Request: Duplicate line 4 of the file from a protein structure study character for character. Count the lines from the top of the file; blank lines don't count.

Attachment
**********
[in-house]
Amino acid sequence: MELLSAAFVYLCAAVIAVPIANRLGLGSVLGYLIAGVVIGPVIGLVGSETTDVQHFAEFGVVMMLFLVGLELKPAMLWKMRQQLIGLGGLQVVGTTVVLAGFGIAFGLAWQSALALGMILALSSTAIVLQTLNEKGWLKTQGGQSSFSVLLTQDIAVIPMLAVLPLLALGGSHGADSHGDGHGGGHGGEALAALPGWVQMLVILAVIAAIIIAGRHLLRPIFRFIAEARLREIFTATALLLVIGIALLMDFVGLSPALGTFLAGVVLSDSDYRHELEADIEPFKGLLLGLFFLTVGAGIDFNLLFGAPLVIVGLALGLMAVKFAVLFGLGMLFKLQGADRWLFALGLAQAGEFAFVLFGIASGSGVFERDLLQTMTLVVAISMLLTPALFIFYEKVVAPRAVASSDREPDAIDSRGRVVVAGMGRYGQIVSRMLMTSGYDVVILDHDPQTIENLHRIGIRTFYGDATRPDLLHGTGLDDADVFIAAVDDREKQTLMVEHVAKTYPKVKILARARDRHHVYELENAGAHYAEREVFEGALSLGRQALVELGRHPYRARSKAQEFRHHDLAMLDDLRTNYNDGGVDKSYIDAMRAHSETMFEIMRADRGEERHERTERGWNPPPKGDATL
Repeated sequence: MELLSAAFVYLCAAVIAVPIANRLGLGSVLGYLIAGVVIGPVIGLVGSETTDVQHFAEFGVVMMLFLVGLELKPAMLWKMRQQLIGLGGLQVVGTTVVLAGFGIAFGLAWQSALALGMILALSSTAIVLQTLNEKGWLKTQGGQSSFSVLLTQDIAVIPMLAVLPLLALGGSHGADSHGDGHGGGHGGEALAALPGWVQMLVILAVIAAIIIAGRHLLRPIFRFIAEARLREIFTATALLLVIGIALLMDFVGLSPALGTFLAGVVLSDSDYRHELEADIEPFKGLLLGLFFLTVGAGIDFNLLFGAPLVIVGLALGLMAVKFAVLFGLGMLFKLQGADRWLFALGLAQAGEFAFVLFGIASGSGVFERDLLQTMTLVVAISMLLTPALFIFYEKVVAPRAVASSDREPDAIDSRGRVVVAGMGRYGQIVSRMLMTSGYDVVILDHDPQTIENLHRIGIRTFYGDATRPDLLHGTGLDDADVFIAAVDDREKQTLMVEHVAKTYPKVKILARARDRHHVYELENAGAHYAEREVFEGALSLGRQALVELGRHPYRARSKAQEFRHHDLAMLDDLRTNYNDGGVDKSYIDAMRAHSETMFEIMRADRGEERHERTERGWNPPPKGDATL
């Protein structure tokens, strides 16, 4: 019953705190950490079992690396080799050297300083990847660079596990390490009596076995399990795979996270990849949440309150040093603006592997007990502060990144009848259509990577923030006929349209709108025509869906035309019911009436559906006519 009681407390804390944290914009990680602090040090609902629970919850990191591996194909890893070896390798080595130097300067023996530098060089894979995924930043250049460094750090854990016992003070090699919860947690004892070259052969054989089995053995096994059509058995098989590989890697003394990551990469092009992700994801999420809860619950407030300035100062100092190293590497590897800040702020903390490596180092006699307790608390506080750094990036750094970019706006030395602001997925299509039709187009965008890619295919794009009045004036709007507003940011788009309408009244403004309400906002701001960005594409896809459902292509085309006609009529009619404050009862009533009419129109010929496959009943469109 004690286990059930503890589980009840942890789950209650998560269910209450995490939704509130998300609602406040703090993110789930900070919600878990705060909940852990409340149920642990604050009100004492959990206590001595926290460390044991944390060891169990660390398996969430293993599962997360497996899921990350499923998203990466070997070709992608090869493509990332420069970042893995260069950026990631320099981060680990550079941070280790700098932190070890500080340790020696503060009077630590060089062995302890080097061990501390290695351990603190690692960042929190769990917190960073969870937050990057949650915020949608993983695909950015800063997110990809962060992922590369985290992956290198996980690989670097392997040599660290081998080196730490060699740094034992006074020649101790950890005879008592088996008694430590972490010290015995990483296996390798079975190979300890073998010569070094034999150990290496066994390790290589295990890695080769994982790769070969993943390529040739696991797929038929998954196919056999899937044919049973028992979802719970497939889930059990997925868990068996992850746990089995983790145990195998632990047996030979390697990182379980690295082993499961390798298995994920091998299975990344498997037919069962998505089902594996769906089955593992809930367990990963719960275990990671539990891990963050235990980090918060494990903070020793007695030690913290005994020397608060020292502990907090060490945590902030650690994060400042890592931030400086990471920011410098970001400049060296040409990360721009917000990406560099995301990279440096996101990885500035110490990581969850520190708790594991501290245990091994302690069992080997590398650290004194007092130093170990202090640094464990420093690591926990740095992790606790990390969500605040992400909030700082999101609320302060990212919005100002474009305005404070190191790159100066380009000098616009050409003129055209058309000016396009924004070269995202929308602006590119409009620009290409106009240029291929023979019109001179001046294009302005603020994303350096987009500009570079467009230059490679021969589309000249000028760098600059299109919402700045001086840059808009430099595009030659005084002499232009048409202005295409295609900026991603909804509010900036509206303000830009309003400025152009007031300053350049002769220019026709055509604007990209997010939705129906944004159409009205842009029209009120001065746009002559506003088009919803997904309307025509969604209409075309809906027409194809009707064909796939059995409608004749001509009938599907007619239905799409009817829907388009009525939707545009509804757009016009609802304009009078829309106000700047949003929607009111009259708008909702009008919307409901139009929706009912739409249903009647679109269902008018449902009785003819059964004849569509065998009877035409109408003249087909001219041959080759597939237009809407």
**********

């Protein structure tokens, strides 16, 4: 019953705190950490079992690396080799050297300083990847660079596990390490009596076995399990795979996270990849949440309150040093603006592997007990502060990144009848259509990577923030006929349209709108025509869906035309019911009436559906006519 009681407390804390944290914009990680602090040090609902629970919850990191591996194909890893070896390798080595130097300067023996530098060089894979995924930043250049460094750090854990016992003070090699919860947690004892070259052969054989089995053995096994059509058995098989590989890697003394990551990469092009992700994801999420809860619950407030300035100062100092190293590497590897800040702020903390490596180092006699307790608390506080750094990036750094970019706006030395602001997925299509039709187009965008890619295919794009009045004036709007507003940011788009309408009244403004309400906002701001960005594409896809459902292509085309006609009529009619404050009862009533009419129109010929496959009943469109 004690286990059930503890589980009840942890789950209650998560269910209450995490939704509130998300609602406040703090993110789930900070919600878990705060909940852990409340149920642990604050009100004492959990206590001595926290460390044991944390060891169990660390398996969430293993599962997360497996899921990350499923998203990466070997070709992608090869493509990332420069970042893995260069950026990631320099981060680990550079941070280790700098932190070890500080340790020696503060009077630590060089062995302890080097061990501390290695351990603190690692960042929190769990917190960073969870937050990057949650915020949608993983695909950015800063997110990809962060992922590369985290992956290198996980690989670097392997040599660290081998080196730490060699740094034992006074020649101790950890005879008592088996008694430590972490010290015995990483296996390798079975190979300890073998010569070094034999150990290496066994390790290589295990890695080769994982790769070969993943390529040739696991797929038929998954196919056999899937044919049973028992979802719970497939889930059990997925868990068996992850746990089995983790145990195998632990047996030979390697990182379980690295082993499961390798298995994920091998299975990344498997037919069962998505089902594996769906089955593992809930367990990963719960275990990671539990891990963050235990980090918060494990903070020793007695030690913290005994020397608060020292502990907090060490945590902030650690994060400042890592931030400086990471920011410098970001400049060296040409990360721009917000990406560099995301990279440096996101990885500035110490990581969850520190708790594991501290245990091994302690069992080997590398650290004194007092130093170990202090640094464990420093690591926990740095992790606790990390969500605040992400909030700082999101609320302060990212919005100002474009305005404070190191790159100066380009000098616009050409003129055209058309000016396009924004070269995202929308602006590119409009620009290409106009240029291929023979019109001179001046294009302005603020994303350096987009500009570079467009230059490679021969589309000249000028760098600059299109919402700045001086840059808009430099595009030659005084002499232009048409202005295409295609900026991603909804509010900036509206303000830009309003400025152009007031300053350049002769220019026709055509604007990209997010939705129906944004159409009205842009029209009120001065746009002559506003088009919803997904309307025509969604209409075309809906027409194809009707064909796939059995409608004749001509009938599907007619239905799409009817829907388009009525939707545009509804757009016009609802304009009078829309106000700047949003929607009111009259708008909702009008919307409901139009929706009912739409249903009647679109269902008018449902009785003819059964004849569509065998009877035409109408003249087909001219041959080759597939237009809407």